- Hepatitis B #3
Do not put a bottle of breast milk, formula or juice in the crib with your baby. All of these contain sugar and will cause cavities if they are in contact with the teeth while sleeping. If you must put a bottle in the crib, fill it with water only.
You may introduce small bites of soft, easily chewed foods, such as cooked vegetables, noodles, crackers, fruits or lunchmeats. Some babies are ready for this and some are not. If your baby spits these foods out or starts to gag on them, try again in a week or two.
Avoid foods that may cause an allergic reaction if given to your child before 12 months of age. These include eggs, nuts and nut products, milk and dairy products, strawberries, shellfish, wheat and soy.
Avoid foods that may be easily choked on. These include hot dogs, raw apples, raw carrots, grapes, nuts, stringy foods, large chunks, popcorn, raisins and hard candy.
Continue giving your baby breast milk or iron-fortified formula until 12 months.
Continue letting your baby practice with a sippy cup.
This is the age where most babies are mobile through crawling, scooting, rolling, cruising or walking. BABY PROOF YOUR HOUSE! Get on your hands and knees and crawl around to see what is at their eye-level.
Keep doors closed. Put locks on cabinets and drawers that contain cleaners, beauty products, sharp objects or breakable objects. Secure furniture so it cannot tip over onto your infant. Use electric outlet covers.
If you haven’t done so already, adjust your hot water heater to 120 degrees. Put locks on your toilets or keep your bathroom doors closed.
Your baby will soon be moving around the house. Use gates at stairways and doors. Cover sharp-edged corners on furniture. Do not let cords or tablecloths hang off of furniture. Keep small chokable objects picked up.
Do not drink hot beverages while holding your child, or leave them on the table or counter edges, where they can spill onto an infant below.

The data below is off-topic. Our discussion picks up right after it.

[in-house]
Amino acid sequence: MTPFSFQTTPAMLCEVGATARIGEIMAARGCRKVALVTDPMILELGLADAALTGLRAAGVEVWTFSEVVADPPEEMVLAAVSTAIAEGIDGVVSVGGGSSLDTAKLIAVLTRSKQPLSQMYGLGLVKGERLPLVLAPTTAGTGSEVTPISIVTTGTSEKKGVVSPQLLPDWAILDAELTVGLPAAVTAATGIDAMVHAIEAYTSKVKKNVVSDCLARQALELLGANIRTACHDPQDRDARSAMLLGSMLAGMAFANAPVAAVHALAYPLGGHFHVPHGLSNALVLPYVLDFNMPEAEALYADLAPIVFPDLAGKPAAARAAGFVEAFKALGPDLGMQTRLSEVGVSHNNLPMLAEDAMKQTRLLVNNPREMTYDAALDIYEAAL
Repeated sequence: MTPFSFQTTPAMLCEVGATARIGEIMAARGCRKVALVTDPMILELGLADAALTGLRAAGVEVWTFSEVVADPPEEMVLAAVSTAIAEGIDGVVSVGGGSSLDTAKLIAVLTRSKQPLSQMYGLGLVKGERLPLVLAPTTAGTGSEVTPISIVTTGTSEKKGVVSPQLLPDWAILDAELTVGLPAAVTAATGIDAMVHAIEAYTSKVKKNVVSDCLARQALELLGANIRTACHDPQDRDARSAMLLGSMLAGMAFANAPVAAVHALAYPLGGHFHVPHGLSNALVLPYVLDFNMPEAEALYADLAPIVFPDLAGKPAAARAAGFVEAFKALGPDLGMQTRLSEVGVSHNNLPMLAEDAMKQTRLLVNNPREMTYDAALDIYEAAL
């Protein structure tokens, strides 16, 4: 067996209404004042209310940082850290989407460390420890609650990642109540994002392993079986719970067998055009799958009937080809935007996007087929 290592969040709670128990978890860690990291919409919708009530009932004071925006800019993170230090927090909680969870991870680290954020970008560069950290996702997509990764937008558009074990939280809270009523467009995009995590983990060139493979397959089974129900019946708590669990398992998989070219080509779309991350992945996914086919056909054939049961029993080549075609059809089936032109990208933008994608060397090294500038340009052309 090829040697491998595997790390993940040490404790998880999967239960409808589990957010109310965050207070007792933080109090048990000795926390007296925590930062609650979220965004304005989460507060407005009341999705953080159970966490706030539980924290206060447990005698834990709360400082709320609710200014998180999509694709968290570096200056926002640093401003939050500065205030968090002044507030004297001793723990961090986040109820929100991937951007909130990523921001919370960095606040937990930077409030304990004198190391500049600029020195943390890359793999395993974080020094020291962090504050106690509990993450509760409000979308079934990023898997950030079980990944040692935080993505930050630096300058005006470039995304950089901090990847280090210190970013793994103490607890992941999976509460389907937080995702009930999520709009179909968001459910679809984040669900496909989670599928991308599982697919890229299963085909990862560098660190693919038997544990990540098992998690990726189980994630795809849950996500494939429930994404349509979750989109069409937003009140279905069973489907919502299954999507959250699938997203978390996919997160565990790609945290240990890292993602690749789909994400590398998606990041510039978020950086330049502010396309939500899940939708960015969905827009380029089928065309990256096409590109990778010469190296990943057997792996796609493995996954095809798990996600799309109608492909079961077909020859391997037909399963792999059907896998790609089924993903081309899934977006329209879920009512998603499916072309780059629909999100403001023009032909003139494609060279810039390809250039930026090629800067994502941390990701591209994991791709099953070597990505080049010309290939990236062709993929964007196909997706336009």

Remove crib bumpers and mobiles from the crib and lower the crib mattress as your infant will soon be crawling around and pulling up to stand.
Even if your infant has reached 20 pounds, he or she must remain in a rear-facing car seat until 12 months of age.
Never leave your infant alone in the bathtub or sink.
Babies at this age are learning to crawl, scoot, roll, cruise or walk. They are starting to learn social games, such as pat-a-cake, peek-a-boo and bye-bye. They enjoy exploring toys, hearing music and looking at picture books.
May prefer eating with their hands rather than being fed. This allows them to discover the texture, smell and consistency of food. It’s natural for them to be messy and drop food-spread newspapers under the high chair or just plan on cleaning the floor afterwards.
Common words are ma-ma, da-da, hi, no, ba-ba, or something similar.
Infants at this age are starting to show a range of emotions, including frustration and anger. This is normal and is their only way to express themselves since they cannot talk yet. If your infant is upset or having a tantrum, try to remedy the problem or distract them with a toy or other object. They are too young to comprehend discipline at this age.